New Delhi: As the Financial Action Task Force meets in Paris to decide on the blacklisting of Pakistan, National Security Adviser Ajit Doval has asked anti-terror forces in India to renew their push to collect evidence against the neighbouring country for terror activities.
Speaking at the two-day anti-terror conference organised by the National Investigation Agency, Doval said: "The biggest pressure on Pakistan is from FATF. Everyone knows Pakistan supports and finances terror. Only you people (ATS/STF/NIA) can collect evidence. We are not targeting one country. We need to have evidence. Put facts, use facts.”
Praising the NIA, Doval said the anti-terror investigation agency had successfully collected evidence against Pakistan in Kashmir, which had contributed to exposing the neighbour internationally and ending terror funding in the Valley. “The NIA has made the maximum impact on terror compared to any other agency so far. They have followed cases very intelligently and this has had maximum impact,” Doval said.
The Financial Action Task Force is meeting in Paris from October 13-18 and on top of the agenda is a resolution to blacklist Pakistan for terror funding. The NIA, during its presentation at the ATS conference, showed how investigation in cases of Kashmir terror funding, Faalah-e-insaniyat and Khalistani terrorists have shown clear linkages to Pakistan. The same evidence has been used by India to expose Pakistan at FATF meetings in Bangkok.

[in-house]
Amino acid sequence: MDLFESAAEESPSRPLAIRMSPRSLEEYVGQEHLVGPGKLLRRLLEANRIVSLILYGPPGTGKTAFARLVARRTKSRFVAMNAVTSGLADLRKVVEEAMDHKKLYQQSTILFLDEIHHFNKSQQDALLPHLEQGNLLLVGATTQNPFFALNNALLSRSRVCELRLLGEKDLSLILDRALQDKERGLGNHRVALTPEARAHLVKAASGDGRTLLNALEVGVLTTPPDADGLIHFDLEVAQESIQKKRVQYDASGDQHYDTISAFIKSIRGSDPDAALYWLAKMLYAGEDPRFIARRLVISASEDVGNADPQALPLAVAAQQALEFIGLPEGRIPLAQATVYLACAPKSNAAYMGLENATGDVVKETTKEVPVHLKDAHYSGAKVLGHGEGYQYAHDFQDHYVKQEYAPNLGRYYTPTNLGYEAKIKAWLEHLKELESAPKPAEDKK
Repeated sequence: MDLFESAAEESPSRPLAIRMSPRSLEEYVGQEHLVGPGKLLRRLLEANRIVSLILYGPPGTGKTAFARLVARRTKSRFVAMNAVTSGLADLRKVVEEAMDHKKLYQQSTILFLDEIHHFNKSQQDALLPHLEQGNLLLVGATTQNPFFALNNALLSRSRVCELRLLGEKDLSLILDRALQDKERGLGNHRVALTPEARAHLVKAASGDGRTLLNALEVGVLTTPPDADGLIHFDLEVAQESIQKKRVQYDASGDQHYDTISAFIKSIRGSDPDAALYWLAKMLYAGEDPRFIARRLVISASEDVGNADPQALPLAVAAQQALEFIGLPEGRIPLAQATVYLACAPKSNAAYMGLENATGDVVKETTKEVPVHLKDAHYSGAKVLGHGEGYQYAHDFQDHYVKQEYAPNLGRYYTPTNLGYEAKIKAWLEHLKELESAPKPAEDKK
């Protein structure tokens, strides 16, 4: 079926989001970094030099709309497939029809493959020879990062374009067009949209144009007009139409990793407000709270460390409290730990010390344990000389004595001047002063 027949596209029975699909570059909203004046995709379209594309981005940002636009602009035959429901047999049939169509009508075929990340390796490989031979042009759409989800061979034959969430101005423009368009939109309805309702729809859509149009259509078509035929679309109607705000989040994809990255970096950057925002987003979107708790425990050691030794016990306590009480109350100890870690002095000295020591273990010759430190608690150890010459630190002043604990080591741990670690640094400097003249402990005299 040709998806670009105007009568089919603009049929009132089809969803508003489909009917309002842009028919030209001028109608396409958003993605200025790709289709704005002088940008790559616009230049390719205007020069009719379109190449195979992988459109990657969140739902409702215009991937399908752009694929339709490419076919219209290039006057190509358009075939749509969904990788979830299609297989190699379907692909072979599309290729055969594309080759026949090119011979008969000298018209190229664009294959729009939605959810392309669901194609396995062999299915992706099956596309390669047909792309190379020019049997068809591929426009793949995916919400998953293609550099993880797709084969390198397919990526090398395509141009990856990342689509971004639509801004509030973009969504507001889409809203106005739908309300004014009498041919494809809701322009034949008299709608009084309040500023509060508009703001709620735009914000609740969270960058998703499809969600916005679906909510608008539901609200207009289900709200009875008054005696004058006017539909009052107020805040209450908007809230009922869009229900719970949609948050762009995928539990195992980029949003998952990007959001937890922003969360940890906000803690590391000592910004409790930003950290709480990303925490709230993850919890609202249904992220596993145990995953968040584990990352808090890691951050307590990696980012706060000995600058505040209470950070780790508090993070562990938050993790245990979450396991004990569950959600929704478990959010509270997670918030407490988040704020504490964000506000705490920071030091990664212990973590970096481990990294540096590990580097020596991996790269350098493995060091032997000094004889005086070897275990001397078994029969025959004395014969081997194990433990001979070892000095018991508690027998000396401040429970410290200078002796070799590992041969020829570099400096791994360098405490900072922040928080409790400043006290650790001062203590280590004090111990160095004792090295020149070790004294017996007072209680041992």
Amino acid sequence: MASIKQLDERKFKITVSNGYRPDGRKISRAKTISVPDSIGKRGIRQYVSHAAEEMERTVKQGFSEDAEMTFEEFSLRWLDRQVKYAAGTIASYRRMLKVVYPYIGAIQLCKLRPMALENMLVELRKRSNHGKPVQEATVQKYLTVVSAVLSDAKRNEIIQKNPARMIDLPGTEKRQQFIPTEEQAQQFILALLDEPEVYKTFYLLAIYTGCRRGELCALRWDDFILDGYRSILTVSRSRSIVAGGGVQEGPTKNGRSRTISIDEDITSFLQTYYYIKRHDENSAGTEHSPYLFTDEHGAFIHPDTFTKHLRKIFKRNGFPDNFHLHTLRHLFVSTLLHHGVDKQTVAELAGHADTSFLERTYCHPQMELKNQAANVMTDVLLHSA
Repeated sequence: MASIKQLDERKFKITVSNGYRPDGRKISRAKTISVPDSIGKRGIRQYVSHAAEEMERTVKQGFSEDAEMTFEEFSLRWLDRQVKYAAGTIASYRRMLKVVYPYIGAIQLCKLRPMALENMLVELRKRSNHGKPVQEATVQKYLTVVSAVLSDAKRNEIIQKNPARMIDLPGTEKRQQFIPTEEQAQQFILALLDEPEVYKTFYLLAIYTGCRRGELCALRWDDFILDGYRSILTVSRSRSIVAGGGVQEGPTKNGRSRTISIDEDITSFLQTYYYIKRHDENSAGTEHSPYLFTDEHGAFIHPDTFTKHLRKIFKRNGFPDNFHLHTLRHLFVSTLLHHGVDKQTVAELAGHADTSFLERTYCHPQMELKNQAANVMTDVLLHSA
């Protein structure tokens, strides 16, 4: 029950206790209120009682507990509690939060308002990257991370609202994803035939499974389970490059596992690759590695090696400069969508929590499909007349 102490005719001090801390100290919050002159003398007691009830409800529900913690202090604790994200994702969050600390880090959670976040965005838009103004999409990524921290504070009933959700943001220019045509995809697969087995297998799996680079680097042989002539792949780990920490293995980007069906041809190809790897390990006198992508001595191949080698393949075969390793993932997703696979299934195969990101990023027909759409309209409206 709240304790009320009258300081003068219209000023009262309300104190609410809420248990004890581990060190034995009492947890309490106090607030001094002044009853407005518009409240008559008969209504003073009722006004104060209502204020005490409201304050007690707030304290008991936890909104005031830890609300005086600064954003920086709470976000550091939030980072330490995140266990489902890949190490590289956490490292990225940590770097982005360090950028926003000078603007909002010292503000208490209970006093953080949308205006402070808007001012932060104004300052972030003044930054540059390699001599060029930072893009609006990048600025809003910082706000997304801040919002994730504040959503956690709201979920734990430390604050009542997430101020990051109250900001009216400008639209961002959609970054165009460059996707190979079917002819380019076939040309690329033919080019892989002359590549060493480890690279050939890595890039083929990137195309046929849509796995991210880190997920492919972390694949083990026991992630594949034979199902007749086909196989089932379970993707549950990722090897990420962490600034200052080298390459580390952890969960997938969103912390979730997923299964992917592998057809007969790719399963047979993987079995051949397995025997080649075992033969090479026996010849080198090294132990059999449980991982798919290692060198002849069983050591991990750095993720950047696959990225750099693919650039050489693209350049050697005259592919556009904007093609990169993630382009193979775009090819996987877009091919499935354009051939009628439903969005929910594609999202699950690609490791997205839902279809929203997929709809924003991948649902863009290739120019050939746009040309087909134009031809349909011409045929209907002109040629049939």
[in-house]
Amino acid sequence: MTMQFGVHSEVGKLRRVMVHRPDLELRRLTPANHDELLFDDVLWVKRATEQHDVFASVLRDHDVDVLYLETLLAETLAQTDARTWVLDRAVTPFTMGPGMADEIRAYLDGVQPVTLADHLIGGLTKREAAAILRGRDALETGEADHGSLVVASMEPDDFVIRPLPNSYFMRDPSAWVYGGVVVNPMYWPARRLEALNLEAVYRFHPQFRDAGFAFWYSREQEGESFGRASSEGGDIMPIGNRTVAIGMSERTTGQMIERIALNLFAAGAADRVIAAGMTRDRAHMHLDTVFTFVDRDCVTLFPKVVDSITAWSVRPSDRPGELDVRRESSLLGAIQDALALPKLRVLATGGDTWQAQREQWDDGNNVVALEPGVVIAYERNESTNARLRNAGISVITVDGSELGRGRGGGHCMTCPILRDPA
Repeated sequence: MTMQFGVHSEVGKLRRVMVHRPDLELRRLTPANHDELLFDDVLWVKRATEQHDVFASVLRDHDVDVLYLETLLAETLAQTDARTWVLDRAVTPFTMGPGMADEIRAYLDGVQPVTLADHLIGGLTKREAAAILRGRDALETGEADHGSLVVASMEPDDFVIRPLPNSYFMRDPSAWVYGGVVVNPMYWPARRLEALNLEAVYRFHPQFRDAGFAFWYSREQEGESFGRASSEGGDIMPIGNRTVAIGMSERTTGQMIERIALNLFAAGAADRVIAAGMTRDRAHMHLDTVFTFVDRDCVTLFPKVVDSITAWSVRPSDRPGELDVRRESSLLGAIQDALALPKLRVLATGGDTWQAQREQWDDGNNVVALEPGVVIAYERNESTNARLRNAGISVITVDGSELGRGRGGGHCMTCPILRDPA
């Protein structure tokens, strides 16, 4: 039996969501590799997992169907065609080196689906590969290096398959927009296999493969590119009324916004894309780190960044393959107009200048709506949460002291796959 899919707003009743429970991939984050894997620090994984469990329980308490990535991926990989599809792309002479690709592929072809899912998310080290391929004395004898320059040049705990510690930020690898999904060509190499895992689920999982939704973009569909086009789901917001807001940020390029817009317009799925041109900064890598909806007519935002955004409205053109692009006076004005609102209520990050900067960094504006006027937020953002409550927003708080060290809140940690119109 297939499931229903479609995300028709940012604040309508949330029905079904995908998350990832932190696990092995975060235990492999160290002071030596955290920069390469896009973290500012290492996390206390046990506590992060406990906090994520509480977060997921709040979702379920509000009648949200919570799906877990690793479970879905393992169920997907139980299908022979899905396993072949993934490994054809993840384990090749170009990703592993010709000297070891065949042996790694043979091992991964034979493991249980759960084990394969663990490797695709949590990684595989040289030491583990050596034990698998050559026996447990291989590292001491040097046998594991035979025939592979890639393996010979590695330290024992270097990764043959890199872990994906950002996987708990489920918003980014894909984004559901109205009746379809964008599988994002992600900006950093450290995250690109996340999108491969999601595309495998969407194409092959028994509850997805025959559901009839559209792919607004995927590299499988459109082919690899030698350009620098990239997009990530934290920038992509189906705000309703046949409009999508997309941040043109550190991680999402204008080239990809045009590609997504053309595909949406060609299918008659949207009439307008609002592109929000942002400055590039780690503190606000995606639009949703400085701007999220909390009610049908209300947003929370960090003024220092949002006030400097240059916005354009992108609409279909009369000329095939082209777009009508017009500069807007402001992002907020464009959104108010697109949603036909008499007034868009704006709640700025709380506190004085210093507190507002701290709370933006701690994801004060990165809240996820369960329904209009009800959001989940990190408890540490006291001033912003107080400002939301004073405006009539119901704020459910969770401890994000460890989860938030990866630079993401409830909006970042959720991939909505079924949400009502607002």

Speaking at the event, NIA DG YC Modi red-flagged a new terror threat from Bangladesh-based JMB. Modi said the Jamaat-ul Mujahideen Bangladesh (JMB) was trying to recruit in Bihar, Karnataka, Maharashtra, Kerala and Jharkhand using illegal Bangladeshi immigrants. "A list of 125 suspects has been shared with different states," Modi said.
Home Minister Amit Shah was the chief guest for the two-day conference that is meant to come up with a comprehensive countrywide anti-terror framework but he backed out at the last minute due to an “urgent task”, Doval said.
Doval also used the opportunity to caution police officers on their media engagement, saying media was an integral part of the anti-terror strategy and information must not be kept from them. "Don’t destroy evidence, use them like how we did against Pakistan. Give it to the media; use it. Build a strategy with objective to use it against terrorism. We must change media policy. We must tell media as when we don’t, the media speculates.”